We regularly invalidate others because we ourselves were, and are often invalidated, so it has become habitual. Below are a few of the many ways we are invalidated:

    We are told we shouldn't feel the way we feel
    We are dictated not to feel the way we feel
    We are told we are too sensitive, too "dramatic"
    We are ignored
    We are judged
    We are led to believe there is something wrong with us for feeling how we feel
    You Can't Heal an Emotional Wound with Logic

    People with high IQ and low EQ tend to use logic to address emotional issues. They may say, "You are not being rational. There is no reason for you to feel the way you do. Let's look at the facts." Businesses, for example, and "professionals" are traditionally out of balance towards logic at the expense of emotions. This tends to alienate people and diminish their potential.

    Actually, all emotions do have a basis in reality, and feelings are facts, fleeting though they may be. But trying to dress an emotional wound, with logic tends to either confuse, sadden or infuriate a person. Or it may eventually isolate them from their feelings, with a resulting loss of major part of their natural intelligence.


    You can't solve an emotional problem, or heal an emotional wound, with logic alone.

    There are many forms of invalidation. Most of them are so insidious that we don't even know what is happening. We know that something doesn't feel good, but we sometimes can't put our finger on it. We have been conditioned to think that invalidation is "normal." Indeed, it is extremely common, but it is certainly not healthy.

    I have heard parents and teachers call children:

    dramatic, crybabies, whiners, whingers, too sensitive, worry warts, drama queens

    I have also heard them say things like: "He cries at the drop of a hat." One teacher said "When she starts to cry, I just ignore her and eventually she stops." Another said, "When one kid's crying is disrupting the lesson, I tell them to go cry in the hall till they can pull themselves back together again."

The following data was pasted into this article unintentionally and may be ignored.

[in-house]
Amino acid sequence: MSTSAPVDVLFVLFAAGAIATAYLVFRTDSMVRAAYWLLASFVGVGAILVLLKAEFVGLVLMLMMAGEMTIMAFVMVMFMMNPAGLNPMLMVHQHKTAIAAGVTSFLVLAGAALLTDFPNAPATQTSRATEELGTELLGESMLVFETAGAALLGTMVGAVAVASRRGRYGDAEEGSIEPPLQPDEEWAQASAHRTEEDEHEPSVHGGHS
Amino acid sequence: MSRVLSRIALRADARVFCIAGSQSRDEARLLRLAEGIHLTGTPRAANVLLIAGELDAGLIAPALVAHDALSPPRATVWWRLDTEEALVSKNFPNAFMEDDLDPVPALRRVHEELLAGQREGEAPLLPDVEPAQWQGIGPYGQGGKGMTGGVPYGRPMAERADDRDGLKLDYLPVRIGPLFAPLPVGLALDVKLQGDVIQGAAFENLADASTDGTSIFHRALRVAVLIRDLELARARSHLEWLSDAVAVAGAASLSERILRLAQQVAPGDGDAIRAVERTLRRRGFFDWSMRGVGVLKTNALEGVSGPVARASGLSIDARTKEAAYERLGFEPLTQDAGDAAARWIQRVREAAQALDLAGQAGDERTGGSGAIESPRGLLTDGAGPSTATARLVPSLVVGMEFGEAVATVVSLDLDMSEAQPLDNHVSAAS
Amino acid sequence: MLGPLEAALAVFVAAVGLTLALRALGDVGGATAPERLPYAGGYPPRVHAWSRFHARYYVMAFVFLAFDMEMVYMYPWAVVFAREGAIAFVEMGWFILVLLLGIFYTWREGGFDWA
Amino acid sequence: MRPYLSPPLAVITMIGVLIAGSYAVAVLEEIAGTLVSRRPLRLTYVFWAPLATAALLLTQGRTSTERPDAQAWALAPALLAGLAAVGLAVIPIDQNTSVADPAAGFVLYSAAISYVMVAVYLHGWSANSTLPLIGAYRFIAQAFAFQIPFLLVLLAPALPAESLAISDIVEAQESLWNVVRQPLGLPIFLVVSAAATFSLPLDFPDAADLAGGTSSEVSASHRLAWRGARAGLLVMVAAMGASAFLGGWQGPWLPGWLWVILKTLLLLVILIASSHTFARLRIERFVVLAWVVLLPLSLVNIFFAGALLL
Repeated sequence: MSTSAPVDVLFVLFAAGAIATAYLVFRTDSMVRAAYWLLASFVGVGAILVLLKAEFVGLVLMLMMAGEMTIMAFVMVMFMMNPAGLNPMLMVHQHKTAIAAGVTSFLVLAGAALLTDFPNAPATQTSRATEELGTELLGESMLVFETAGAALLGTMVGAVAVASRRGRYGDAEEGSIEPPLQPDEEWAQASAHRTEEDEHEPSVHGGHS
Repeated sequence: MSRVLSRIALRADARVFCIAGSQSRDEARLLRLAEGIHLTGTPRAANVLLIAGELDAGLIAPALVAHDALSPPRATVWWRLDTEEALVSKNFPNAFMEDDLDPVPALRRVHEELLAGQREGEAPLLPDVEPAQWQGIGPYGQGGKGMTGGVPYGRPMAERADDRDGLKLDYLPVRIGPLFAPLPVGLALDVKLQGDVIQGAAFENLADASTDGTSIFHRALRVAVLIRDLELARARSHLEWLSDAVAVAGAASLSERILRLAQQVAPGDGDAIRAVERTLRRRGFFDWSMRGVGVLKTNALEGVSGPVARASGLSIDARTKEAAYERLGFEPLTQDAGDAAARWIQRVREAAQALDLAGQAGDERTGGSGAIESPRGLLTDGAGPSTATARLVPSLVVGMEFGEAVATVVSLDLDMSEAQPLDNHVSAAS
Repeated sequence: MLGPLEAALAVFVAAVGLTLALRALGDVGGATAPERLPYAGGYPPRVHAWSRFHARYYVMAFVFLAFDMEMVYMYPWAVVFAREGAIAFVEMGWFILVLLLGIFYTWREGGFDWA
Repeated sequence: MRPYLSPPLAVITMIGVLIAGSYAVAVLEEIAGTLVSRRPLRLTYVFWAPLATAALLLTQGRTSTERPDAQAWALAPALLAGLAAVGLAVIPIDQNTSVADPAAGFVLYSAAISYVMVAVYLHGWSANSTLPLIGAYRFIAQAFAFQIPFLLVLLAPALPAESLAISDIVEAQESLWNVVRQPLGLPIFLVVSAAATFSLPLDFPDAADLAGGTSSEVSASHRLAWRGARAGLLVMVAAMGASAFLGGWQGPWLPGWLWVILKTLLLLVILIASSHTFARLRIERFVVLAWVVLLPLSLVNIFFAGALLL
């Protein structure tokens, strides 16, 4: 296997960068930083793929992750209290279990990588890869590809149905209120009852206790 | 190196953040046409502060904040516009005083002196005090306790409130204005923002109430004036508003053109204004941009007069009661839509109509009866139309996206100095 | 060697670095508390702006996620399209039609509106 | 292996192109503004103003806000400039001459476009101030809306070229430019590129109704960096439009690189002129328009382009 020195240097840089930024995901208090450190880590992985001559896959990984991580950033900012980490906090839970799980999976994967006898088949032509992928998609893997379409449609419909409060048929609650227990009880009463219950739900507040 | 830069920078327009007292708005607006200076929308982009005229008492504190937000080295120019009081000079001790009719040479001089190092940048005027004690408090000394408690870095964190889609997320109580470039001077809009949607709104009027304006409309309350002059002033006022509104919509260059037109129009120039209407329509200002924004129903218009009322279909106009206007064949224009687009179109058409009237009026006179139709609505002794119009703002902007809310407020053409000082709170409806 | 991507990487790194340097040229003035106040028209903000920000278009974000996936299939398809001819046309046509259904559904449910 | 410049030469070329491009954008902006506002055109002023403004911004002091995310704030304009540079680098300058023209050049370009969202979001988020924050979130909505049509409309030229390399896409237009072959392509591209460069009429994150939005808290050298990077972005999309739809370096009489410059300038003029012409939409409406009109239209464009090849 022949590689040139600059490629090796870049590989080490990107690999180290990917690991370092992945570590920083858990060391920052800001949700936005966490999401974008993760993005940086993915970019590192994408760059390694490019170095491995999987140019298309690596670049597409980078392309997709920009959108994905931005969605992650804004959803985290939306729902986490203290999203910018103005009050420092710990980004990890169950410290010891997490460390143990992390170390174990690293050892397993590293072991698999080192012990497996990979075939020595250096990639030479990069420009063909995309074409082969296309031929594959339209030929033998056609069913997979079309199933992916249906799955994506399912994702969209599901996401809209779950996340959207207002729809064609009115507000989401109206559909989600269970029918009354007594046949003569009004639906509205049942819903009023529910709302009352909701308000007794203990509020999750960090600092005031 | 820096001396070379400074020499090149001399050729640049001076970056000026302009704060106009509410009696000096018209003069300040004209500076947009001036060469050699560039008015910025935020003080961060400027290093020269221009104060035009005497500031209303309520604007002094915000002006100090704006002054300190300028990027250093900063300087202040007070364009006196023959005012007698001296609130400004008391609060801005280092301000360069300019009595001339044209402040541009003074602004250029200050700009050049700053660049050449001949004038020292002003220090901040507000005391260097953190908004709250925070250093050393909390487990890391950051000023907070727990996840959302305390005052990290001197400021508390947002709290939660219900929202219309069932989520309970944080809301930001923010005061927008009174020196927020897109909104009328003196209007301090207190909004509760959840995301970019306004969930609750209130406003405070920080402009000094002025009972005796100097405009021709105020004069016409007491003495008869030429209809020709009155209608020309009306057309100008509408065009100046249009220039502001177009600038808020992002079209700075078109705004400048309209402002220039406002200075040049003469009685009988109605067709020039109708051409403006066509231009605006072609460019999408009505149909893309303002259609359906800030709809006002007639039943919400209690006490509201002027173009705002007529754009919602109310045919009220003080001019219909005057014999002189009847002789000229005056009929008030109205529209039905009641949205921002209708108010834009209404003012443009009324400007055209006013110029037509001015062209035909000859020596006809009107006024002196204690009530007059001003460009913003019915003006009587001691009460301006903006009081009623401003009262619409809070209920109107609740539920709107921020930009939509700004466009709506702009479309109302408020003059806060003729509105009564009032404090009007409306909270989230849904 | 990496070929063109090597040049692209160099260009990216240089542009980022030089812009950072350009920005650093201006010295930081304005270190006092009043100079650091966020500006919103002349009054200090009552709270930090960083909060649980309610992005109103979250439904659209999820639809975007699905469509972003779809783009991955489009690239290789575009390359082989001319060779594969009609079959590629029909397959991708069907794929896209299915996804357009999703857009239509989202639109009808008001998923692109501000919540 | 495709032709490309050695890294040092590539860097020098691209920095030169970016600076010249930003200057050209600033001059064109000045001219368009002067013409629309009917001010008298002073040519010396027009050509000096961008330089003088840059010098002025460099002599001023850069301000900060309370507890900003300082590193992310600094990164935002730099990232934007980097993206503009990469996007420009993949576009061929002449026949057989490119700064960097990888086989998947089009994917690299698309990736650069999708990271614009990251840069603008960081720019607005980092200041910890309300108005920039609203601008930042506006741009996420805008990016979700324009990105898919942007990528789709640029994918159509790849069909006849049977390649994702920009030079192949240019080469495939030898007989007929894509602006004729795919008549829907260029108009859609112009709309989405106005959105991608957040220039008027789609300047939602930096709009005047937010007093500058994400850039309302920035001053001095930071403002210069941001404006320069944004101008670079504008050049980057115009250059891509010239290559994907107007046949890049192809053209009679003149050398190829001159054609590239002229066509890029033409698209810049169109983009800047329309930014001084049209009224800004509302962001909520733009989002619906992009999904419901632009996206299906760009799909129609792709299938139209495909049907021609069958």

2. TwilightHours

    TwilightHours Active Member

    Well, to say I belong in "the norm" wouldn't be true, so perhaps it's just odd that I often invalidate my own feelings with logical thinking, and it has helped me keep some moderate control over my emotions.

    I can see, however, that for a child, it makes things too complicated, too hard, and can leave deep wounds. I've been called cold-hearted for a certain lack of emotion I've expressed, so I suppose it just isn't so bad for me.
  3. JustWatchMeChange

    JustWatchMeChange Well-Known Member

    You shouldn't feel the way we feel. You have so much going for you. You are being irrational.
  4. JustWatchMeChange

    JustWatchMeChange Well-Known Member

    Just kidding. Hey we need a little humor here. You are going to have to realize who is "safe" to show your feelings to and who is not. Do not cast your pearls before swine. On the other hand, don't become bitter towards these people. They are trying and just don't understand.
  5. brainstorm

    brainstorm Well-Known Member

    Yep, when your own mother tells you that feeling desire for a girl is wrong, you're bound to get damaged. Desire can't be stopped.

    Getting bullied and feeling massive waves of rage, but feeling helpless to use it: "Just ignore them"
    Getting home in a sad state after being bullied, to a depressed mother: "Please behave, don't give me problems, I sacrifice myself for you." Sure Mum, I'll be perfect just for you.
    Trying to be perfect and failing, obviously, and crying because of it: "You're spoiled, you've got no reason to cry." (on the face of crying because I forgot my pencils at home, maybe my teacher was right, but anyways...)

    Shame. Shame shame shame. All my feelings led to shame.